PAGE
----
Clear all

2 results found

reorder grid_view

Hidden in Plain Sight: Homeless Students In America's Public Schools

June 13, 2016

Student homelessness is on the rise, with more than 1.3 million homeless students identified during the 2013-14 school year. This is a 7 percent increase from the previous year and more than double the number of homeless students in 2006-07. As high as these numbers seem, they are almost certainly undercounts.Despite increasing numbers, these students - as well as the school liaisons and state coordinators who support them - report that student homelessness remains an invisible and extremely disruptive problem.Students experiencing homelessness struggle to stay in school, to perform well, and to form meaningful connections with peers and adults. Ultimately, they are much more likely to fall off track and eventually drop out of school more often than their non-homeless peers.This study:provides an overview of existing research on homeless students,sheds light on the challenges homeless students face and the supports they say they need to succeed,reports on the challenges adults - local liaisons and state coordinators - face in trying to help homeless students, andrecommends changes in policy and practice at the school, community, state and national level to help homeless students get on a path to adult success.This is a critical and timely topic. The recent reauthorization of the Every Student Succeeds Act (ESSA) provides many new and stronger provisions for homeless students (effective Oct. 1, 2016); requires states, district and schools for the first time to report graduation rates for homeless students (effective beginning with the 2016-17 school year); and affirms the urgency and importance of dealing with homelessness so that all children can succeed.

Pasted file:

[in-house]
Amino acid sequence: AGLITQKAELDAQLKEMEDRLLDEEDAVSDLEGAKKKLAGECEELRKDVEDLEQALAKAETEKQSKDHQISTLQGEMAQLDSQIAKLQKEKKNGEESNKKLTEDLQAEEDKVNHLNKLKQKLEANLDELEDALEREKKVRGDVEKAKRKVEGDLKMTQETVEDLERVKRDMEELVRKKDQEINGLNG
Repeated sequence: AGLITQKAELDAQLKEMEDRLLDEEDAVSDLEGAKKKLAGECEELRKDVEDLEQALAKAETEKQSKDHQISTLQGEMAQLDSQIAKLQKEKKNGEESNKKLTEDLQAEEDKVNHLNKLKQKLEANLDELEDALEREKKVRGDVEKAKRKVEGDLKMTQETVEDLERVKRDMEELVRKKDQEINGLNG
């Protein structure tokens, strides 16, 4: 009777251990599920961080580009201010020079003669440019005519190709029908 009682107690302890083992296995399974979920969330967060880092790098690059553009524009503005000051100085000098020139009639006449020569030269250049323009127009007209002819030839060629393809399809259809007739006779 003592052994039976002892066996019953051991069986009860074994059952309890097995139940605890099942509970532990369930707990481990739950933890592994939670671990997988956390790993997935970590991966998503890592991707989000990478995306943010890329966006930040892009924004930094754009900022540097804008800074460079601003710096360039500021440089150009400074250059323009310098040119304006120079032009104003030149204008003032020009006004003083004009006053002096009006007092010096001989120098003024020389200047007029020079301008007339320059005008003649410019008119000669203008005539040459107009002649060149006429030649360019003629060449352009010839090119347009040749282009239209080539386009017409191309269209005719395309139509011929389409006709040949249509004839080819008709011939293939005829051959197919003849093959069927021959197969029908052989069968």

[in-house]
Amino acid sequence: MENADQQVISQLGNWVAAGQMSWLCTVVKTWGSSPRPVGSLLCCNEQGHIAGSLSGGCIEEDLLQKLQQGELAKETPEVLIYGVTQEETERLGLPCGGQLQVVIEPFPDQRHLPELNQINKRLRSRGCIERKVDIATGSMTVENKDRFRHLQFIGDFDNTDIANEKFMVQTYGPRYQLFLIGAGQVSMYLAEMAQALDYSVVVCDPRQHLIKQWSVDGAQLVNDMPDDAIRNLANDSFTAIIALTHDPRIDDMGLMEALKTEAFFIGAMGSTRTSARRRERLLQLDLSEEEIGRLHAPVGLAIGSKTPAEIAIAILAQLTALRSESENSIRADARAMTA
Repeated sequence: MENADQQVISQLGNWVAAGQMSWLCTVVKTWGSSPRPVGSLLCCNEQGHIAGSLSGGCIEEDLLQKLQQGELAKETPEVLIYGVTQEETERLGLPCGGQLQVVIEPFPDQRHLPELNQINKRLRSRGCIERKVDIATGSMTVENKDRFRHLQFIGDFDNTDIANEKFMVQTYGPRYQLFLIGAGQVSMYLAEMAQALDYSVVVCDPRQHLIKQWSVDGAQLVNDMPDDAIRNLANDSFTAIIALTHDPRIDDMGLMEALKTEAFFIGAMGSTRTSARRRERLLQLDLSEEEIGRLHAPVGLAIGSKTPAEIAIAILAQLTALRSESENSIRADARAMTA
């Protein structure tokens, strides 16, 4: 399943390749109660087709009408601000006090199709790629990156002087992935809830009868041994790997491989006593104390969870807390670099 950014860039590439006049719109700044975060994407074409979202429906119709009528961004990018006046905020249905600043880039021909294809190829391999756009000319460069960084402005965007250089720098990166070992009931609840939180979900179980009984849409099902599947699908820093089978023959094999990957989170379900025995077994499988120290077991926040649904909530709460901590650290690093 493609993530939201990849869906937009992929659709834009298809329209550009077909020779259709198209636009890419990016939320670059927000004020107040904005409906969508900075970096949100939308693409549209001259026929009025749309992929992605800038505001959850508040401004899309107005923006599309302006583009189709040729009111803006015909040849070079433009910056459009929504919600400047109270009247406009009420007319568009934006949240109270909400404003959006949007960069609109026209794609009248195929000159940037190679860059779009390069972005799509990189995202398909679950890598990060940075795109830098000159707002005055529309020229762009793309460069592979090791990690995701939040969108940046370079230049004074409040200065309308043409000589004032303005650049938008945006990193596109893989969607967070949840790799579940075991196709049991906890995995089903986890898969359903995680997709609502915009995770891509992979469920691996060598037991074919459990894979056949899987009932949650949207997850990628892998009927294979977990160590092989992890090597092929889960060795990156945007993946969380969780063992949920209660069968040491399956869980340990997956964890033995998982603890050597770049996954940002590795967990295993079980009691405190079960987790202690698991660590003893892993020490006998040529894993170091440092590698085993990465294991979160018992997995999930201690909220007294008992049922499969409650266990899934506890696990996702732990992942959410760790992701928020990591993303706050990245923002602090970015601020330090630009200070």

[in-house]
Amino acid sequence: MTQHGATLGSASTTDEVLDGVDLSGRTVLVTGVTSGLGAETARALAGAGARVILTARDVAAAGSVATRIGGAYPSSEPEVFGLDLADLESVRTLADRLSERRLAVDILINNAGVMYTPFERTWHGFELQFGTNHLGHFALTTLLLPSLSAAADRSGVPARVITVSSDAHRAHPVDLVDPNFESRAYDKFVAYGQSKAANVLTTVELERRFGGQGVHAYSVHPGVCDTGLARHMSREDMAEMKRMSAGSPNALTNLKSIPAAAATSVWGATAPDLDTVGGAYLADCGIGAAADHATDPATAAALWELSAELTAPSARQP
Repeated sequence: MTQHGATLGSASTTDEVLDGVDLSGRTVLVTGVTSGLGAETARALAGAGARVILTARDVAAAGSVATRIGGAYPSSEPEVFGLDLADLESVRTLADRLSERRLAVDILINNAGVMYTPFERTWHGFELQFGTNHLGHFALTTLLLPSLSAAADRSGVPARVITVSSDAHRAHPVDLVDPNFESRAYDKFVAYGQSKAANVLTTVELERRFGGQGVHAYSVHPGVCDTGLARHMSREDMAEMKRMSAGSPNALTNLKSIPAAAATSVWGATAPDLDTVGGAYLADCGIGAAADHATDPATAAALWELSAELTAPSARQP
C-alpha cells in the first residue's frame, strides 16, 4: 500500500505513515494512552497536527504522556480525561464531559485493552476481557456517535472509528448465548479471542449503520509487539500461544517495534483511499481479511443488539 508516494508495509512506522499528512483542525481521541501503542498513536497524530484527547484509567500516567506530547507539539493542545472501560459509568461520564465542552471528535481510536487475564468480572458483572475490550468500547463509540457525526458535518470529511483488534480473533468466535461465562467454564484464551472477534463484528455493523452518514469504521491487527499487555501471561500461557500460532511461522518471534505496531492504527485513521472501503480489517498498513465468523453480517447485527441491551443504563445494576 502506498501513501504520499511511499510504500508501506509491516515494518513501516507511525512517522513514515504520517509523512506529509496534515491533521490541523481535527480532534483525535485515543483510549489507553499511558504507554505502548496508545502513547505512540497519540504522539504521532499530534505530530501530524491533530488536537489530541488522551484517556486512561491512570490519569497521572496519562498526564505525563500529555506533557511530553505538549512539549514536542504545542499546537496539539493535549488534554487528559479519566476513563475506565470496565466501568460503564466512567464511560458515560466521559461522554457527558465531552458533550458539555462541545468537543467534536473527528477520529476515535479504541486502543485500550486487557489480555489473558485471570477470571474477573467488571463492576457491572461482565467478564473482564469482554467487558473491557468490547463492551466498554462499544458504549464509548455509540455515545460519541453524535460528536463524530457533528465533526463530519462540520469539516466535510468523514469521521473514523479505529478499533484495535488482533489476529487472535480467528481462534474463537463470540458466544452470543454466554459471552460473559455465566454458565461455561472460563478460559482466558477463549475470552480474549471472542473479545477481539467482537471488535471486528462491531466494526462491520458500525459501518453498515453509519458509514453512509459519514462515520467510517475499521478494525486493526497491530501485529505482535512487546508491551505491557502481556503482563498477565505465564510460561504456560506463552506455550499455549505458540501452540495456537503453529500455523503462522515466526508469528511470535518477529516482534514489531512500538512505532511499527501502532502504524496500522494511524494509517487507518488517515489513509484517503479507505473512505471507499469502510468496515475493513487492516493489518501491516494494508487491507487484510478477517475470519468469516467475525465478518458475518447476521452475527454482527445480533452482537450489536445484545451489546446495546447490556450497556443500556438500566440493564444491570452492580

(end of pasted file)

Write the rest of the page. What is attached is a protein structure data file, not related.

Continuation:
2015 Building a Grad Nation Report: Progress and Challenge in Ending the High School Dropout Epidemic

May 12, 2015

This sixth annual report to the nation highlights the significant progress that has been made, but also the serious challenges that remain – closing gaping graduation gaps between various student populations; tackling the challenge in key states and school districts; and keeping the nation's focus on ensuring that all students – whom Robert Putnam calls "our kids" – have an equal chance at the American Dream